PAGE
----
Oldies like me were lucky enough to grow up in an age before computers, electronic games and (anti) social media. We may even remember a time before television. Yet, we weren’t deprived or disadvantaged. As a family we were collectively enthralled by radio serials like Paul Temple and Journey into Space, each episode ending in a cliff hanger, the hook for the following week.

Those serials stimulated our imaginations and family discussion as we pictured the earthly perils confronting amateur detective Temple and his wife Steve and the galactic dangers threatening to engulf Jet, Mitch and Lemmy. Paul Temple was reinvented as a 1960s TV series, but the visual incarnation didn’t spark the imagination or recreate the excitement of the earlier audio episodes.

Another benefit and joy of growing up BC (Before Computers), was time for reading. I don’t think my memory is playing tricks when I remember reading Dicken’s Tale of Two Cities and The Pickwick Papers while still at primary school. Our teacher was way ahead of her time, tasking us each week to read a newspaper story and explain it to our classmates. I can still recall my pal explaining the ins and outs of the Suez crisis to a class of nine- and ten-year-olds.

The biggest and most enduring joy however, was the wide range of comics we devoured each week. We started with the visual and colourful Dandy and Beano. We looked forward to our weekly doses of anarchy supplied by the likes of Dennis the Menace, Minnie the Minx, Desperate Dan and the Bash Street Kids. Oh, and not forgetting Lord Snooty, Dudley Watkins’ 1930s template for Jacob Rees Mogg.

From there we graduated to one or more of DC Thomson’s “Big Five”: Adventure, Rover, Wizard, Hotspur and the shorter-lived Skipper. The reach of those titles should not be underestimated. The 1922 first edition of the Rover had a print run of 375,000 copies. The combined weekly sales of Adventure and Rover was a staggering 848,000. It was estimated that two thirds of boys in Scotland read at least one of the big five.

In 1950, Hulton Press published the glossy and colourful Eagle, introducing space hero Dan Dare. In those simpler and more rational times, it was acceptable to have comics aimed specifically at boys or girls. Girls’ titles included the legendary Bunty, closely followed by Judy and Mandy. Hulton produced The Girl to complement The Eagle. Their characters and heroines included The Four Marys, Ella on Easy Street and Billy Bunter’s glutinous sister, Bessie. Fat-shaming wasn’t a big issue in those days.

I was an avid reader of at least two of the titles each week, promiscuously shifting my affections between the Rover, Hotspur and Wizard. I could be won over with the promise of a freebie, like the balsa glider propelled by an elastic catapult that inevitably nosedived to earth a couple of feet away.

There was also the “Acme Thunderclap”, made from cardboard and brown paper and advertised as loud enough to “scare the neighbours”. In decibel terms, the reality was more modest, leading my father to make the indelicate, if accurate comparison with breaking wind, or words to that effect. Cards depicting famous footballers with centre partings but sans tattoos, were eagerly swapped.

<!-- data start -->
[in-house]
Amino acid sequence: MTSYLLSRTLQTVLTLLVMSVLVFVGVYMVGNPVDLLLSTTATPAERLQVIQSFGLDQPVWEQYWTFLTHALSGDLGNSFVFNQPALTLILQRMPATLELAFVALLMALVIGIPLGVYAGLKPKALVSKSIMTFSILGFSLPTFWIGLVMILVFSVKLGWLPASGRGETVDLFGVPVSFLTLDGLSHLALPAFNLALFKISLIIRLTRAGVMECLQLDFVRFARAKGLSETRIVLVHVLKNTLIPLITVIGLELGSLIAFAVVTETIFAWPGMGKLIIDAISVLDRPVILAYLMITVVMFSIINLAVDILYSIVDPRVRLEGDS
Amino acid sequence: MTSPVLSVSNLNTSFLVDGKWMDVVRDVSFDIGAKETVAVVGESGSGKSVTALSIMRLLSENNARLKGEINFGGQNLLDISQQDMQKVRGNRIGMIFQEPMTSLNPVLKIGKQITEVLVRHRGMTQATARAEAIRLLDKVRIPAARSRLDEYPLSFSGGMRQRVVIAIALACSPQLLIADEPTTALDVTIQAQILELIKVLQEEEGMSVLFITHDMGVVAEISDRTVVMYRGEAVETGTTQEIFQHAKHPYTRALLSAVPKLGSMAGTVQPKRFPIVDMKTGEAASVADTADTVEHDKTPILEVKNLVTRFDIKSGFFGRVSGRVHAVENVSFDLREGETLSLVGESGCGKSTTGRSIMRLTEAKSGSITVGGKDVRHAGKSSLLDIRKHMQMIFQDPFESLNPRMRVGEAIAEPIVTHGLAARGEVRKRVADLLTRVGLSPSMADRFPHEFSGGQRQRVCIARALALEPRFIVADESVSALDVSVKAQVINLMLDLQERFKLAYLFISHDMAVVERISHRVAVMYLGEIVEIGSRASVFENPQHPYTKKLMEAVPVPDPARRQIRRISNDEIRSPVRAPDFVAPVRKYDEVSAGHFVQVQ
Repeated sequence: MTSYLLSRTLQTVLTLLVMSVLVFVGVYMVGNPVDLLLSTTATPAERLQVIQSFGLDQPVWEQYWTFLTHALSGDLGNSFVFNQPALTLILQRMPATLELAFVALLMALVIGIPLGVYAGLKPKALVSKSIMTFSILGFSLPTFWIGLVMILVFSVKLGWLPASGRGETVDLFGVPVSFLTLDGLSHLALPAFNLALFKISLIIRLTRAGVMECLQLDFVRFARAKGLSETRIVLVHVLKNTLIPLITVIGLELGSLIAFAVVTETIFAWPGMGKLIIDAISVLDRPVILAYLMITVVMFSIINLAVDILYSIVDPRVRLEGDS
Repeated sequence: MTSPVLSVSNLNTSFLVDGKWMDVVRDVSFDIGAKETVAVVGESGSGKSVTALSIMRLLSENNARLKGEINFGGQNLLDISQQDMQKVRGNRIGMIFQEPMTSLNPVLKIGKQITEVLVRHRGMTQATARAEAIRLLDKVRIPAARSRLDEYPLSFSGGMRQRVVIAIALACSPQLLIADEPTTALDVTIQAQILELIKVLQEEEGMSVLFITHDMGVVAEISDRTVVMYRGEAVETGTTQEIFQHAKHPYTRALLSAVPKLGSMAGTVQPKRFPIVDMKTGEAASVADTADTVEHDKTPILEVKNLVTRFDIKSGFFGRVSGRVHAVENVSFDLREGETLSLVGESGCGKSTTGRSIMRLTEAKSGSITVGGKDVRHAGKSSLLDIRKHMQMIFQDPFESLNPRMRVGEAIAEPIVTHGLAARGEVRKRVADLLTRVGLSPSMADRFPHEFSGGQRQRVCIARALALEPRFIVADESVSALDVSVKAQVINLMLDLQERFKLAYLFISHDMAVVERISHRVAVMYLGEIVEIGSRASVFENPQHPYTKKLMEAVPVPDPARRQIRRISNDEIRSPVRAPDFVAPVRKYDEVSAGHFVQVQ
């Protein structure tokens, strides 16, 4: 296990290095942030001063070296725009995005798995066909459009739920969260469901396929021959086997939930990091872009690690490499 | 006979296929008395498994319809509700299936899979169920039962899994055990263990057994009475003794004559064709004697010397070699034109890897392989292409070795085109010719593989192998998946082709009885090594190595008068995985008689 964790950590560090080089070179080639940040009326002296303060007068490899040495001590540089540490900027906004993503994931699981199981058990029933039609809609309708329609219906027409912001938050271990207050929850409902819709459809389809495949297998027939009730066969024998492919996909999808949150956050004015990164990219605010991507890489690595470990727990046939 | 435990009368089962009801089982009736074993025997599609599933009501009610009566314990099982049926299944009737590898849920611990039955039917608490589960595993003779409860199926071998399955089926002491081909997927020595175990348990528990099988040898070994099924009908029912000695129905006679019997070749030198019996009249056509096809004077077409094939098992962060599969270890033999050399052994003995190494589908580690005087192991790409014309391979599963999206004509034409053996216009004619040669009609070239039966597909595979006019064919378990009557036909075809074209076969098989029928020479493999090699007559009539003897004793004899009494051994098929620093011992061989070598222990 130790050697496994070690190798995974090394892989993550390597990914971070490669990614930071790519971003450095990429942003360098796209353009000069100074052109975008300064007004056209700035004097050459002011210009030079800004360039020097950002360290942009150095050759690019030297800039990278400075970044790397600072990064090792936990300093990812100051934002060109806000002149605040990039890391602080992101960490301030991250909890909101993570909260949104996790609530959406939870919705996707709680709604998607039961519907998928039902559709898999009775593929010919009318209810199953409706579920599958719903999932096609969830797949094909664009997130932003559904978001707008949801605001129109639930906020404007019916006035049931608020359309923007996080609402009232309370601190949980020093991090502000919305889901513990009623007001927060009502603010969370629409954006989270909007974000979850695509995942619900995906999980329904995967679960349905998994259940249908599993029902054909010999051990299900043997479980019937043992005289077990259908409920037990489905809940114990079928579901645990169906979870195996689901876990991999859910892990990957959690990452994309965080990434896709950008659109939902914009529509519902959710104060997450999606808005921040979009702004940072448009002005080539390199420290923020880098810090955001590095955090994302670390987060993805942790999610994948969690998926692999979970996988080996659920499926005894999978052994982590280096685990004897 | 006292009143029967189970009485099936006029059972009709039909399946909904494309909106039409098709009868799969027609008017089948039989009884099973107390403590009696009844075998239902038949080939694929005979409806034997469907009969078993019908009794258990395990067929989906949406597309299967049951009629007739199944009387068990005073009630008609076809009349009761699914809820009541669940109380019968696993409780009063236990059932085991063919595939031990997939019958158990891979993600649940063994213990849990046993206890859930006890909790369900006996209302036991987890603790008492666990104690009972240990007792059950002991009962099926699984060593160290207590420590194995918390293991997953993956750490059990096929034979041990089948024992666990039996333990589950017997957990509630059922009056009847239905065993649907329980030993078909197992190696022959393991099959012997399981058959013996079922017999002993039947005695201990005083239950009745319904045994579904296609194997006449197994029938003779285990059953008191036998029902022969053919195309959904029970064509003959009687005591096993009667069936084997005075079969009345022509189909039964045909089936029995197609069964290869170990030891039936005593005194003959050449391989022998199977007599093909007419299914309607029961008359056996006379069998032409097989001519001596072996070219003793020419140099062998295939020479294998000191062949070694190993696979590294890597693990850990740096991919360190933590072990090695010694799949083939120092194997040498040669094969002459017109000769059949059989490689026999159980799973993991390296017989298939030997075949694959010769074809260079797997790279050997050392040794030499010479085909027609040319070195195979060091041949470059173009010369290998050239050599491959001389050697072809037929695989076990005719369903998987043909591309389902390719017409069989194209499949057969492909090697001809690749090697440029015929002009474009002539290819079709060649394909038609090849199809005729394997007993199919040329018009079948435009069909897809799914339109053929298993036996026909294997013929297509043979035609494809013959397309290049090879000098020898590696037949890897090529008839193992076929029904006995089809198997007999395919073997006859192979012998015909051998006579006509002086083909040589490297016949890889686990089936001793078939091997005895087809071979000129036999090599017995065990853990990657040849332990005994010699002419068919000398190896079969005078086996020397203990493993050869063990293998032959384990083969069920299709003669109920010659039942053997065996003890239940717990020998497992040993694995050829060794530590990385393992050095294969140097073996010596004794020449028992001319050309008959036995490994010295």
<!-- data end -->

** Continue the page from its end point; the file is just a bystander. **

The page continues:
Freebies aside, what I remember most was the volume of print in each edition. The complete stories and serials consisted of pages of dense print, set out in proper sentences and paragraphs, enriching both vocabulary and imagination. Each week we devoured the exploits of the legendary “Alf Tupper, The Tough of the Track”, who combined welding with astonishing athletic achievements, usually at the expense of dastardly foreigners. Limp Along Leslie turned physical infirmity to his advantage on the football pitch. There were echoes of war in V for Vengeance and Matt Braddock, Flying Ace.

Of course, the golden age of comics and indeed reading, didn’t last. The volume of print in comics shrunk along with youngsters’ attention spans. The emergence of television meant entertainment became more visual and less intellectually demanding. The titles that sold in their hundreds of thousands in the 1950s and 1960s were no longer viable and one by one, vanished.

The decline in reading has quickened, accelerated by computer technology and electronic gaming. For many youngsters and adults too, reading has become old hat and yes, way too hard work. The National Literacy Trust estimates that only around 25% of UK children and young people read daily, spending much more time online, texting, playing games and browsing. On average, adults read for a miserly sixteen minutes a day, preferring to spend around three hours watching television.

This isn’t just another oldie’s lament that nostalgia ain’t what it used to be. Reading is fundamentally important to educational and social development. It transports children to unfamiliar places and events, promotes imagination, deeper understanding of the world and empathy with others.

I still savour the excitement of reading Treasure Island for the first time. It builds concentration; readers need to sit still. Family and social relationships are strengthened when parents and children read and discuss together. Libraries are a crucial support, but are often the first to be threatened by budgetary vandalism.

The decline of reading is not down to our children. Our busy adult lives mean it’s easier to sit them at the computer or television than do the hard miles, developing their enjoyment of the written word. Instead, we should be guided by American author Kate DiCamillo: “Reading should not be presented to children as a chore, a duty. It should be offered as a gift.”

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